Instead of calling doctors, many Google first

Sacramento BeeNovember 2, 2009 

The Internet's power to make something "go viral" has surpassed the phrase's original meaning.

Sneeze once, you might pass a virus to the person next to you. Post something online, the entire world might get infected.

Take the H1N1 vaccine: Last Thursday morning, the search term "H1N1 vaccine dangers" hit Google's top 10 searches.

A video of a cheerleader supposedly crippled after getting the flu vaccine received almost a million hits.

It's driving doctors crazy, as they insist the vaccine is safe and anti-vaccine preachers are plain wrong.

But the H1N1 story is evidence of a broader trend: The public's appetite for Internet health information has fundamentally altered the doctor-patient relationship.

Doctors are no longer perceived as the only authority on health information.

"People don't have that kind of patriarchal relationship with their physicians anymore," said Dr. Maxine Barish-Wreden, who heads Sutter's integrative medicine team. "They come in, and they're armed with some data already."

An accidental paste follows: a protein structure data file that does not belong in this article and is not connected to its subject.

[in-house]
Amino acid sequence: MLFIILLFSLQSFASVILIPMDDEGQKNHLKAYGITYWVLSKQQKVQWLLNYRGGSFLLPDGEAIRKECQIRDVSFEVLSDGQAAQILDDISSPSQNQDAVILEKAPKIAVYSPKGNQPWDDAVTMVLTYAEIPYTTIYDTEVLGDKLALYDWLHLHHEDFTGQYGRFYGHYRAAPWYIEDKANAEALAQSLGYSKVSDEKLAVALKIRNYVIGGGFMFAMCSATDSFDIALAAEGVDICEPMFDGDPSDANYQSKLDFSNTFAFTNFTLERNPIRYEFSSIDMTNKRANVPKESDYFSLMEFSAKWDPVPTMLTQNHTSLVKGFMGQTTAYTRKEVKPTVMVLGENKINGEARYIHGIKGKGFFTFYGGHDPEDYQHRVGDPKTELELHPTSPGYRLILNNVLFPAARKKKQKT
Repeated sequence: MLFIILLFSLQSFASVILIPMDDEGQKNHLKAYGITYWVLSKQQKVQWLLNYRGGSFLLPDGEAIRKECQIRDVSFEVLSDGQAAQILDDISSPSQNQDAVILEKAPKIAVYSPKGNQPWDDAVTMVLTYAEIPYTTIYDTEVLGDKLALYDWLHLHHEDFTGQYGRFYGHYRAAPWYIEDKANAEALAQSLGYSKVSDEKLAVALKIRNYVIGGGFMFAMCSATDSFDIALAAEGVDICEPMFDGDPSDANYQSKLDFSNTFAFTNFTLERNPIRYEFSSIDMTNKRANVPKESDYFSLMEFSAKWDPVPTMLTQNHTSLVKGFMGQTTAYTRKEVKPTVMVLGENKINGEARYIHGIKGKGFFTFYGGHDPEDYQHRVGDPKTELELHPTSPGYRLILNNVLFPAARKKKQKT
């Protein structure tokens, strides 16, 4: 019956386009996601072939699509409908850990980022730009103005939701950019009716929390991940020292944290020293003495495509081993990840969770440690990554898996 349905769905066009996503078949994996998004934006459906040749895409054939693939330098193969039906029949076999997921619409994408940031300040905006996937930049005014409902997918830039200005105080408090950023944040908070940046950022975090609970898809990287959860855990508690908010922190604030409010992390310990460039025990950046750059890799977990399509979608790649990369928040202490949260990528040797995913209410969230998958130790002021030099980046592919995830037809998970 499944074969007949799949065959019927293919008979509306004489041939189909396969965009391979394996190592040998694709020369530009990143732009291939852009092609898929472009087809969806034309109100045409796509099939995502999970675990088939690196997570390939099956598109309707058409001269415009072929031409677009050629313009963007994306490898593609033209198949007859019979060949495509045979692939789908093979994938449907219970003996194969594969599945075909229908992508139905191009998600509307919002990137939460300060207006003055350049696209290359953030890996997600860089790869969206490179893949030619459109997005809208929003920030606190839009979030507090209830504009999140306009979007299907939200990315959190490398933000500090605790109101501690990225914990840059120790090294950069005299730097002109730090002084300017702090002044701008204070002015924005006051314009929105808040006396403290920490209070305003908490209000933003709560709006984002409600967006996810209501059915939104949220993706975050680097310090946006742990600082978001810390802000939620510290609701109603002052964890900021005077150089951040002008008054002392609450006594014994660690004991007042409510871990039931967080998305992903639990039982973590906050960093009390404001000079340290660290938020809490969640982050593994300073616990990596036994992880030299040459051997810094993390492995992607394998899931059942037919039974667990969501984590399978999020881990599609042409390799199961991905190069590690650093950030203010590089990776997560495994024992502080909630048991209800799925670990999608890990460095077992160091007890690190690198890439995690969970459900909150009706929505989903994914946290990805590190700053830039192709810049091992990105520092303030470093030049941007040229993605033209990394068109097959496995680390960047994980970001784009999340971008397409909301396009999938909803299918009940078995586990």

Almost all U.S. physicians said in a survey that at least some patients bring to appointments health information they found online, according to the Manhattan Research Group, a company that researches health care trends.

McClatchy Washington Bureau is pleased to provide this opportunity to share information, experiences and observations about what's in the news. Some of the comments may be reprinted elsewhere in the site or in the newspaper. We encourage lively, open debate on the issues of the day, and ask that you refrain from profanity, hate speech, personal comments and remarks that are off point. Thank you for taking the time to offer your thoughts.

Commenting FAQs | Terms of Service